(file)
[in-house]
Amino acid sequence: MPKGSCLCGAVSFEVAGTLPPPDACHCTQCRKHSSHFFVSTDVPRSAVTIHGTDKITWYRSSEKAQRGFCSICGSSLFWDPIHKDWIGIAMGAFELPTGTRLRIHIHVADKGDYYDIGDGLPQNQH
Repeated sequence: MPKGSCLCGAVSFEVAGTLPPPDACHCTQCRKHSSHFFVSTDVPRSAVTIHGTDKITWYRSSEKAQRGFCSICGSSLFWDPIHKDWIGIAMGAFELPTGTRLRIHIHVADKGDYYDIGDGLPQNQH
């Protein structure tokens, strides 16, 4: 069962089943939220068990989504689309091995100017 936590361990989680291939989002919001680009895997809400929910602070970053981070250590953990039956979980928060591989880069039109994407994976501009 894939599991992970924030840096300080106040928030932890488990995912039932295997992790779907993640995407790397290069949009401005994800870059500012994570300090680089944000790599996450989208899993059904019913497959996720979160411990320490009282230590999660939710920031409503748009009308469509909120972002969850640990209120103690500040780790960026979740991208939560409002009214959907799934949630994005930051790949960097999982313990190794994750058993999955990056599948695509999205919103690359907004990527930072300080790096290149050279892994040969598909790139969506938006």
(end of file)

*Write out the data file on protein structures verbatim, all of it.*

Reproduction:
[in-house]
Amino acid sequence: MPKGSCLCGAVSFEVAGTLPPPDACHCTQCRKHSSHFFVSTDVPRSAVTIHGTDKITWYRSSEKAQRGFCSICGSSLFWDPIHKDWIGIAMGAFELPTGTRLRIHIHVADKGDYYDIGDGLPQNQH
Repeated sequence: MPKGSCLCGAVSFEVAGTLPPPDACHCTQCRKHSSHFFVSTDVPRSAVTIHGTDKITWYRSSEKAQRGFCSICGSSLFWDPIHKDWIGIAMGAFELPTGTRLRIHIHVADKGDYYDIGDGLPQNQH
């Protein structure tokens, strides 16, 4: 069962089943939220068990989504689309091995100017 936590361990989680291939989002919001680009895997809400929910602070970053981070250590953990039956979980928060591989880069039109994407994976501009 894939599991992970924030840096300080106040928030932890488990995912039932295997992790779907993640995407790397290069949009401005994800870059500012994570300090680089944000790599996450989208899993059904019913497959996720979160411990320490009282230590999660939710920031409503748009009308469509909120972002969850640990209120103690500040780790960026979740991208939560409002009214959907799934949630994005930051790949960097999982313990190794994750058993999955990056599948695509999205919103690359907004990527930072300080790096290149050279892994040969598909790139969506938006």